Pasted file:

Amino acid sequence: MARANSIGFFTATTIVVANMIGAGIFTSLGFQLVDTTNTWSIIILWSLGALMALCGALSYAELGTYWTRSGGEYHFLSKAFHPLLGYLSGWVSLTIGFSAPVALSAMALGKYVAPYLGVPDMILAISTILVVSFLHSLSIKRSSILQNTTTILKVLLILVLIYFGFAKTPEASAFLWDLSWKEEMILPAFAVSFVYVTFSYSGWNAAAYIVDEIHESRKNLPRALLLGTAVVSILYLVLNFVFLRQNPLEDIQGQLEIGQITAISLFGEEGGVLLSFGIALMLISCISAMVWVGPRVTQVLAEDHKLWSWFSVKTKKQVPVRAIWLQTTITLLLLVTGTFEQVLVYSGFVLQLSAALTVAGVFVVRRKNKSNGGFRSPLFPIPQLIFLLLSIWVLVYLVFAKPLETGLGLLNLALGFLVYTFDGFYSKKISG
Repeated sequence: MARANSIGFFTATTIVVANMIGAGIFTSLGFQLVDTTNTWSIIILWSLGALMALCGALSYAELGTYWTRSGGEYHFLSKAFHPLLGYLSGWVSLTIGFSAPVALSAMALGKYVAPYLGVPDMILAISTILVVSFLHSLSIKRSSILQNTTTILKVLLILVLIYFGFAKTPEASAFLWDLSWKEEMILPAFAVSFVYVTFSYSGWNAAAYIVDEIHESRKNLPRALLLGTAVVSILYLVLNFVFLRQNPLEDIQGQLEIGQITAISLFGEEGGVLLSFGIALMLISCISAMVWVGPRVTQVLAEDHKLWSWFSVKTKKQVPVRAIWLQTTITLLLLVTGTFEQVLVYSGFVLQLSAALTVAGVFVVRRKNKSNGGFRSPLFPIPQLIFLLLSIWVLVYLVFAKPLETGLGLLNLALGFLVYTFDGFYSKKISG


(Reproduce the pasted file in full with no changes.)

Amino acid sequence: MARANSIGFFTATTIVVANMIGAGIFTSLGFQLVDTTNTWSIIILWSLGALMALCGALSYAELGTYWTRSGGEYHFLSKAFHPLLGYLSGWVSLTIGFSAPVALSAMALGKYVAPYLGVPDMILAISTILVVSFLHSLSIKRSSILQNTTTILKVLLILVLIYFGFAKTPEASAFLWDLSWKEEMILPAFAVSFVYVTFSYSGWNAAAYIVDEIHESRKNLPRALLLGTAVVSILYLVLNFVFLRQNPLEDIQGQLEIGQITAISLFGEEGGVLLSFGIALMLISCISAMVWVGPRVTQVLAEDHKLWSWFSVKTKKQVPVRAIWLQTTITLLLLVTGTFEQVLVYSGFVLQLSAALTVAGVFVVRRKNKSNGGFRSPLFPIPQLIFLLLSIWVLVYLVFAKPLETGLGLLNLALGFLVYTFDGFYSKKISG
Repeated sequence: MARANSIGFFTATTIVVANMIGAGIFTSLGFQLVDTTNTWSIIILWSLGALMALCGALSYAELGTYWTRSGGEYHFLSKAFHPLLGYLSGWVSLTIGFSAPVALSAMALGKYVAPYLGVPDMILAISTILVVSFLHSLSIKRSSILQNTTTILKVLLILVLIYFGFAKTPEASAFLWDLSWKEEMILPAFAVSFVYVTFSYSGWNAAAYIVDEIHESRKNLPRALLLGTAVVSILYLVLNFVFLRQNPLEDIQGQLEIGQITAISLFGEEGGVLLSFGIALMLISCISAMVWVGPRVTQVLAEDHKLWSWFSVKTKKQVPVRAIWLQTTITLLLLVTGTFEQVLVYSGFVLQLSAALTVAGVFVVRRKNKSNGGFRSPLFPIPQLIFLLLSIWVLVYLVFAKPLETGLGLLNLALGFLVYTFDGFYSKKISG